Personally, I learned programming in assembly language quite early - about two years after I started programming in general - and I don't feel like I really understood what CPUs do, or what a clock cycle even is, until going deeper to the electrical engineering level.
Ben Eater's video series
on building an 8-bit breadboard computer really helped, however. You don't really have to understand every single thing in there - I blanked out on most of the actual electronics he does, too - but looking at data moving between modules as the clock ticks was invaluable, I think.
This just sets up the basis for learning the higher level constructs in modern chips, though. From there you can go on to learn about pipelining and branch prediction
. I read a very similar article about various cache designs, though I can't seem to find it anymore - sorry! Maybe someone else can help out here. (EDIT: Might have been either this
, actually. I only skimmed those, I'm not sure they're as good as the article I actually mean).
Then there's super-scalar execution and out-of-order execution, which I'm still wrapping my own head around. The latter is especially mind-blowing. This open-source design document for an out-of-order core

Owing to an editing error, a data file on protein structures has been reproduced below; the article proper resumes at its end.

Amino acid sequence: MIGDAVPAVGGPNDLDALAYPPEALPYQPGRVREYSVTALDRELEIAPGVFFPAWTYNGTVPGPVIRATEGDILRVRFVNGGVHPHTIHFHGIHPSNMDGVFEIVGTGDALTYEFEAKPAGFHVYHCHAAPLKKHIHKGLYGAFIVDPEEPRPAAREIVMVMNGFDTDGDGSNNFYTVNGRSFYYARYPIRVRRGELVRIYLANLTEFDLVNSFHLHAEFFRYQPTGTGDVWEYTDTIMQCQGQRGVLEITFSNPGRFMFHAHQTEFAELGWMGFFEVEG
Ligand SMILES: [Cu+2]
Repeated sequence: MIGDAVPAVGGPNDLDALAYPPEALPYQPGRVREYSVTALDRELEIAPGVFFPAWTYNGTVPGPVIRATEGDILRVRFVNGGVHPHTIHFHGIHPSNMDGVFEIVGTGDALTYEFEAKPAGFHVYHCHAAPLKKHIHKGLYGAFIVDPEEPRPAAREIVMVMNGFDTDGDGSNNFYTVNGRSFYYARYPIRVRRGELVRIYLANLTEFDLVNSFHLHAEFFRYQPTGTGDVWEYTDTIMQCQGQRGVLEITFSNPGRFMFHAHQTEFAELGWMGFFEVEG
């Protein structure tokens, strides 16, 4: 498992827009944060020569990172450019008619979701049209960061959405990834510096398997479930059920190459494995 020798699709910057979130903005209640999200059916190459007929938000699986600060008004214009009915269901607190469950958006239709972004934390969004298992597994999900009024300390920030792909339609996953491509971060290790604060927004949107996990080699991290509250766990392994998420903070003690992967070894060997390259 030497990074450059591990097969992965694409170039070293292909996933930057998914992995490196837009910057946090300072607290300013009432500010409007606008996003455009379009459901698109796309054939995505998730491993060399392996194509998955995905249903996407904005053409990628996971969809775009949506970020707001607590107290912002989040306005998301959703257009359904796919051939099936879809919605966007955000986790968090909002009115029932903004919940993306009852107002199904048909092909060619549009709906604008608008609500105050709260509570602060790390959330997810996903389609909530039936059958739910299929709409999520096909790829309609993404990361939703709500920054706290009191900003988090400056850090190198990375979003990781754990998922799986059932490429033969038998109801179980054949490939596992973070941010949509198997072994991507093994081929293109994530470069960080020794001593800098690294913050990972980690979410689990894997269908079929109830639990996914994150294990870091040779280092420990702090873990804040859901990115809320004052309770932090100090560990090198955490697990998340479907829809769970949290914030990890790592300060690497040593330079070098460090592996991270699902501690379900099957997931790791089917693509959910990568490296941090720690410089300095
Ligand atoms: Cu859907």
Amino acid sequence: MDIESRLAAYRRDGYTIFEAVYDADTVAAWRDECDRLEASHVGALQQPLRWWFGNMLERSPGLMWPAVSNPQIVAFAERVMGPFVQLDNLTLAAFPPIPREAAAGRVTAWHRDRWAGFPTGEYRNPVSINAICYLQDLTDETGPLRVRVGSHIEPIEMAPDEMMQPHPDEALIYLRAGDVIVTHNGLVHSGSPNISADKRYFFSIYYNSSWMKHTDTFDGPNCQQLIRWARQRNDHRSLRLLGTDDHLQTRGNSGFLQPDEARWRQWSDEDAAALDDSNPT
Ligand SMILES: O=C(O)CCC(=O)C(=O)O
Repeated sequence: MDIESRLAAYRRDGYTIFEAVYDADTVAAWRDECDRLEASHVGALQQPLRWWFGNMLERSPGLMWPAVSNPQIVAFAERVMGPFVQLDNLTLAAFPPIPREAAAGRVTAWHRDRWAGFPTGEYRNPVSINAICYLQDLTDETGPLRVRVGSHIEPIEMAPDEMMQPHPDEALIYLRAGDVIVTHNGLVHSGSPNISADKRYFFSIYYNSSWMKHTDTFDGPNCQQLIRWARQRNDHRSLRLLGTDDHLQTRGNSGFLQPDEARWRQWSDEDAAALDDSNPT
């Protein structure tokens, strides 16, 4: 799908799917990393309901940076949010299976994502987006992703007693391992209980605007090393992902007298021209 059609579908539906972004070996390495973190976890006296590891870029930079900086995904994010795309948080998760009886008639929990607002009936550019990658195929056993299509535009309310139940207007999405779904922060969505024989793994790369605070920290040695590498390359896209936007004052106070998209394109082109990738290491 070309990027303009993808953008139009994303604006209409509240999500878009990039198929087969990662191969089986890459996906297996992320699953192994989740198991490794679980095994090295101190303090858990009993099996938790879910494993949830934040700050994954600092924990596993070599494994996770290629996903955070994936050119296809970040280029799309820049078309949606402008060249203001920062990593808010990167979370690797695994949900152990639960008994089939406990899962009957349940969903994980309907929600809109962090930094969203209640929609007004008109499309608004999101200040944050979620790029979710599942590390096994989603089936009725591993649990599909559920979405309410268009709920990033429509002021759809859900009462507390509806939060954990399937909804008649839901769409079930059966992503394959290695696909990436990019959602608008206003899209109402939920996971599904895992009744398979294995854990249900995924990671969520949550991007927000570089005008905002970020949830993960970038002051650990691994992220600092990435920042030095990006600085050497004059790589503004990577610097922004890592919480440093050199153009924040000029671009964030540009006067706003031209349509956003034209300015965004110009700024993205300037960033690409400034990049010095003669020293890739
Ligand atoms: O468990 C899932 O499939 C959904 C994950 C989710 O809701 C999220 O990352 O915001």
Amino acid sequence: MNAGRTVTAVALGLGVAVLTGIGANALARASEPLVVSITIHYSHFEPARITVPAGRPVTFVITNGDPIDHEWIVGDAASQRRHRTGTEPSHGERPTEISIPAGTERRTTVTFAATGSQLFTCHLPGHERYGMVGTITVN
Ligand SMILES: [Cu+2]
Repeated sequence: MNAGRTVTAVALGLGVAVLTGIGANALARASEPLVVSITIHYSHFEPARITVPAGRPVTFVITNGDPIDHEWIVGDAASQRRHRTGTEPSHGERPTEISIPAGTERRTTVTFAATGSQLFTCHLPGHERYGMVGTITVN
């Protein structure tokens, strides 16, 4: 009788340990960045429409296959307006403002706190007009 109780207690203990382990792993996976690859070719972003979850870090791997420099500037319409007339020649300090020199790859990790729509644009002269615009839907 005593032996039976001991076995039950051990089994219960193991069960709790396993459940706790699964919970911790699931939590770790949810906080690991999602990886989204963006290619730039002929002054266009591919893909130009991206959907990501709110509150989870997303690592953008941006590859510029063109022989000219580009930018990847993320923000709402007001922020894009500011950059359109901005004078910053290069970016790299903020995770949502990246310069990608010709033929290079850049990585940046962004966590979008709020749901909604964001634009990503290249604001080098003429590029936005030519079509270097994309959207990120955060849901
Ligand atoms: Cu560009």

was recommended to me just today, so I can't speak to its educational quality, but that's what I'll be spending the next couple evenings with, presumably.
Of course, I knew assembly going into all this; it might be the wrong approach for someone who doesn't. If you're having trouble making the connection with programming in a compiled or even interpreted language, don't sweat it. Find an introduction to assembly, toy around with it for a couple days, and try again. This stuff is kind of different from "normal" programming, and kind of hard to learn. You just gotta keep at it.
If you're gonna do that, though, I'd recommend learning an outdated ASM like 6502, which I'm told is very nice, or at least something like ARMv4, as I did. The x86 instruction set is kind of a legacy-ridden mess, and there's two competing syntaxes, which can get very confusing.